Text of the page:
This post is about interpretations of Maritime Regulations. To write something useful, I was trying to find my way through the IMO website.
Every time I find new stuff here. Now I found this IMO recommendations on how to reduce administrative work. Lots of recommendations on how to avoid and reduce administrative burdens. I think that everybody who try to find information on the IMO website can add a few more points. Probably the combination of point 2, 11, 12 and 13 will give in the future a better insight on the interpretations of maritime regulations by IMO.
Several reasons to streamline the interpretation
Interpretations of regulations is a source of confusion for different reasons:
- class rules are not the same from class to class, interpretation of a class rule is the class responsibility. Sailing on different ships you will encounter different class requirements and interpretations
- which inspector is making the interpretation. It can be a class surveyor, flag state inspector or port state inspector. All three are looking different to a certain subject.
- even there are difference between the separate inspector of for example the class, as each individual brings a different kind of experience and knowledge.
- the superintendent can have a different view, his manager can have different view. Sometimes driven also by other forces then just the regulations
- the interpretations of the master or chief engineer can also have some fluctuations
The Administration interpretation
Because I will write about unified interpretations, it must be made clear that the Administration interpretation of any maritime regulation is leading. Only if an Administration doesn’t have its own interpretation, the unified interpretation of maritime regulations will apply. Those unified interpretation are only written if the IMO or the IACS finds the wording in the regulation too vague for the ships owner and the inspectors.
One useful document, which is not so commonly know around the world is from the IMO. It states which publications from IMO are mandatory on a ship.
IMO Unified Interpretation of Maritime Regulations
To keep things simple: let’s start with the IMO Unified interpretations. Those interpretations are sometimes developed by IACS and introduced by IMO.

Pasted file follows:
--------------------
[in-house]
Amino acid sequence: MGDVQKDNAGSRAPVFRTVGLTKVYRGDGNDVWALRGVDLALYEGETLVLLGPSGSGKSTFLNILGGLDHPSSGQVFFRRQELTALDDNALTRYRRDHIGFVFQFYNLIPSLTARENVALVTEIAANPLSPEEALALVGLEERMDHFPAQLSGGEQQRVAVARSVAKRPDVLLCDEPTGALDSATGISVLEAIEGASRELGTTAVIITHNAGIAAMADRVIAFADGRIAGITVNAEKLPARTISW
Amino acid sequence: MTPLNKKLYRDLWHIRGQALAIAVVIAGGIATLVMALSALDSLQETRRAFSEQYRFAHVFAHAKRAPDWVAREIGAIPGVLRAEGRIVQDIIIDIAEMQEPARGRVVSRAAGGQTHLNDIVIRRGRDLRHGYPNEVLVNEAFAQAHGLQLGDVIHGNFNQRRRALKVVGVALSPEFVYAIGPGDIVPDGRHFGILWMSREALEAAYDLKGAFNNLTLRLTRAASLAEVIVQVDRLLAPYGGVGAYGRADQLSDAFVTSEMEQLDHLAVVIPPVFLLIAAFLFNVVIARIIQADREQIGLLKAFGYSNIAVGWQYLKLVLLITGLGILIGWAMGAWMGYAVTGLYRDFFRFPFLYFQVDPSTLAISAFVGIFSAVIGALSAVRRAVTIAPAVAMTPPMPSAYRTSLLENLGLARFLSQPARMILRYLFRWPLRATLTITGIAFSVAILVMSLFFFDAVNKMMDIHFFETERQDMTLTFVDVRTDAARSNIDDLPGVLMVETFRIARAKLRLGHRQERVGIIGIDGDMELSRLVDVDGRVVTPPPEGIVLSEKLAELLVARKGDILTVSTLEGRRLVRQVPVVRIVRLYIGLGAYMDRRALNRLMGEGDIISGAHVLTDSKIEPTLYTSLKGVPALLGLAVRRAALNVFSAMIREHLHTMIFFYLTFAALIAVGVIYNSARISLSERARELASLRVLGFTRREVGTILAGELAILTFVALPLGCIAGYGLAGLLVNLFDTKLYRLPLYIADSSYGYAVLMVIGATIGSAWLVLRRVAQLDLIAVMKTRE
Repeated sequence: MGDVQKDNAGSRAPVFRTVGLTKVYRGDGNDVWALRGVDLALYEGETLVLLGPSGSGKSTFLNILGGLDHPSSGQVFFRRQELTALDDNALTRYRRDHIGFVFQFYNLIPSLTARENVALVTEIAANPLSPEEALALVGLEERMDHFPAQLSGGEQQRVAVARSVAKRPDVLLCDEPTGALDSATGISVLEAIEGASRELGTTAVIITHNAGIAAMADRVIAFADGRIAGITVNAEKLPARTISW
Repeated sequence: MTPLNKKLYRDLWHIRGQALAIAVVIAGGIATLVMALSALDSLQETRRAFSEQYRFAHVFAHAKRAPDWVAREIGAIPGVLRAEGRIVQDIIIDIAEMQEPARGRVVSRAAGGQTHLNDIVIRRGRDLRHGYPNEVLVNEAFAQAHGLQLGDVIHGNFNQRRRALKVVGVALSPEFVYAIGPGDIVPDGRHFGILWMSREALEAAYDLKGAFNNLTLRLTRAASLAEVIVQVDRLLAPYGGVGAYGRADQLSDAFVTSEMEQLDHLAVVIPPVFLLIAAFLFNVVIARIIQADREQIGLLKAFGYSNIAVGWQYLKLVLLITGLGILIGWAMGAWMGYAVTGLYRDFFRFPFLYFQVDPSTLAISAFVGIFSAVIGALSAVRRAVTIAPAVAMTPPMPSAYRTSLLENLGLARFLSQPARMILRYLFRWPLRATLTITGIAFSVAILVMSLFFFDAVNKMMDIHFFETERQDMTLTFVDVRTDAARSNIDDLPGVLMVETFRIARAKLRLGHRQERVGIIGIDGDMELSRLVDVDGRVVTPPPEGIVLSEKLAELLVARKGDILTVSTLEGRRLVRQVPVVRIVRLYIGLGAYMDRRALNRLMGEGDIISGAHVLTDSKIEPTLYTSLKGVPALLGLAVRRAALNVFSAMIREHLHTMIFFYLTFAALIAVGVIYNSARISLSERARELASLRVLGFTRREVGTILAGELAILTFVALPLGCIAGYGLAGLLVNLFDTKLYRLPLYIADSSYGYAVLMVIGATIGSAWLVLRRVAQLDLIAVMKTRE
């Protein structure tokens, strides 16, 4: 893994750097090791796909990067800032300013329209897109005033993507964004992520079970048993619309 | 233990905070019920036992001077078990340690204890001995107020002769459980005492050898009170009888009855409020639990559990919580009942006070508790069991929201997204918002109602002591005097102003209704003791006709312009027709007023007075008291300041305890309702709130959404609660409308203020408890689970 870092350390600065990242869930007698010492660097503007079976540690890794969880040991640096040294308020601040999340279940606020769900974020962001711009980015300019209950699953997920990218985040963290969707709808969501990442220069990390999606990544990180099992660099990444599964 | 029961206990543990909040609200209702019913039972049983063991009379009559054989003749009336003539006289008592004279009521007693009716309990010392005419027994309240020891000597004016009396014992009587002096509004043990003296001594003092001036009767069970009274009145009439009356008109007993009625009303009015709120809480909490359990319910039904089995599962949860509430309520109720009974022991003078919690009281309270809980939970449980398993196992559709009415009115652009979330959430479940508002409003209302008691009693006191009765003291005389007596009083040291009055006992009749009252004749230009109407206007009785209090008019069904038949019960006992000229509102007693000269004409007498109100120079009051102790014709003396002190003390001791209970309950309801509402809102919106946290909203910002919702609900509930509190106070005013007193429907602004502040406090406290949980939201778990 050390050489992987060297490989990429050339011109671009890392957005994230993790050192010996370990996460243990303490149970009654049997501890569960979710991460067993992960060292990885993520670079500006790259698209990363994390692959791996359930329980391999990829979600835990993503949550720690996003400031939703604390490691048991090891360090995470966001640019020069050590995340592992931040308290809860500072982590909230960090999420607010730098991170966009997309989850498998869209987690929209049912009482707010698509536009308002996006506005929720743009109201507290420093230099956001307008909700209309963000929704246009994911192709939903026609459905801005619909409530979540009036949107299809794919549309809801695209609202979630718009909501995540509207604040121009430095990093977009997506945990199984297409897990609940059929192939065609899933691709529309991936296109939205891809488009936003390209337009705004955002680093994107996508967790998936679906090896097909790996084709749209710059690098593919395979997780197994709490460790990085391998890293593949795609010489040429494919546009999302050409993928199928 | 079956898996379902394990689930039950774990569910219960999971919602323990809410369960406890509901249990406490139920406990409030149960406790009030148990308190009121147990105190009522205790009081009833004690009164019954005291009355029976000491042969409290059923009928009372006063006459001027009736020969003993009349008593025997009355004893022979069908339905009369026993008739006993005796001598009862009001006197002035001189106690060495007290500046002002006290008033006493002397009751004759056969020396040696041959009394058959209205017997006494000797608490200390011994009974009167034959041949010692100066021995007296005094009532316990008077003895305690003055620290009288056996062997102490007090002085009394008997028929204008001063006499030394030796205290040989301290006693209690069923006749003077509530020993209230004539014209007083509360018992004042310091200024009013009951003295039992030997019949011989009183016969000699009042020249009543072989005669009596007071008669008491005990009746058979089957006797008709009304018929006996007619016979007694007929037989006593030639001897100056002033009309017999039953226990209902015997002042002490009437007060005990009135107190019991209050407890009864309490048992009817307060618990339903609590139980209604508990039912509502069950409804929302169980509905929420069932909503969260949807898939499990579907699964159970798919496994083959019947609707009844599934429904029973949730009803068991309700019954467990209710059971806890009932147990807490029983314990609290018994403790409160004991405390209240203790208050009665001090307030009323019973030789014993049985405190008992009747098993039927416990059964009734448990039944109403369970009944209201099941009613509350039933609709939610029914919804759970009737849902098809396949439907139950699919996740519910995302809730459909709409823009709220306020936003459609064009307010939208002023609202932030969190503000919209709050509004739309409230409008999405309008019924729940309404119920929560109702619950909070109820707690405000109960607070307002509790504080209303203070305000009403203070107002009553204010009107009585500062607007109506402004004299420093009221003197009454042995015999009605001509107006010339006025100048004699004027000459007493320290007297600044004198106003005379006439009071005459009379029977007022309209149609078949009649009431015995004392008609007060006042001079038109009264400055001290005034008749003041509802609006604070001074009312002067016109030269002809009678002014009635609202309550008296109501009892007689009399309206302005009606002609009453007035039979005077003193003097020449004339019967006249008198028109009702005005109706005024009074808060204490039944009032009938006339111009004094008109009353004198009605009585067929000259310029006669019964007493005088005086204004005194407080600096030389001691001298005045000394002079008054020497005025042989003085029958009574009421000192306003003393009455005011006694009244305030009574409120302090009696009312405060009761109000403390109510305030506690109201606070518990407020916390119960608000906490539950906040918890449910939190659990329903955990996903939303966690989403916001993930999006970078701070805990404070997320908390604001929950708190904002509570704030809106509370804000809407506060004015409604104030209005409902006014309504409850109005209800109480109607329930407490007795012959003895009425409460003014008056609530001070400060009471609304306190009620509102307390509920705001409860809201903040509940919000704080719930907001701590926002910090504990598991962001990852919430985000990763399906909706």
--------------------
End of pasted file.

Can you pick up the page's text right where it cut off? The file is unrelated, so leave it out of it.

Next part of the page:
IMO maintain the site called IMODOCS but it is actually named as docs.imo.org, logically naming is not the strongest point. Registration is for free. Under the tab circulars all unified interpretations of the IMO can be found. I wish you good luck with this as their might be logically ordered from the administrator point of view, but finding something useful is a day task, at least for me.
IACS Unified Interpretation of Maritime Regulations
IACS is an non governmental organization and has several class societies combined. As class surveyors are often inspecting a vessel for the flag state, IACS like to give unified interpretations to their surveyors:
Stated at the IACS website:
Interpretations are circulated to Administrations concerned or are sent to IMO for information, as appropriate.
So the members of the IMO are making some kind of regulation which is so vaguely worded that IACS finds an practical interpretation more useful for their surveyors.
These Unified interpretations of IACS are differently numbered then those of the IMO. Seen the fact that each classification society has their own department which are following the IMO, one can assume that there will be no contradiction between the IMO interpretation and those of IACS. Another reason to follow the IACS interpretation in stead of the IMO is that the IMO interpretations are not mandatory but the interpretations of the Administrations are mandatory.
If the surveyor from IACS inspect a vessel for example an emergency escape, then he or she will follow the interpretations from the Administration. And the Administration is normally in a closer contact with the classification society then with the IMO.
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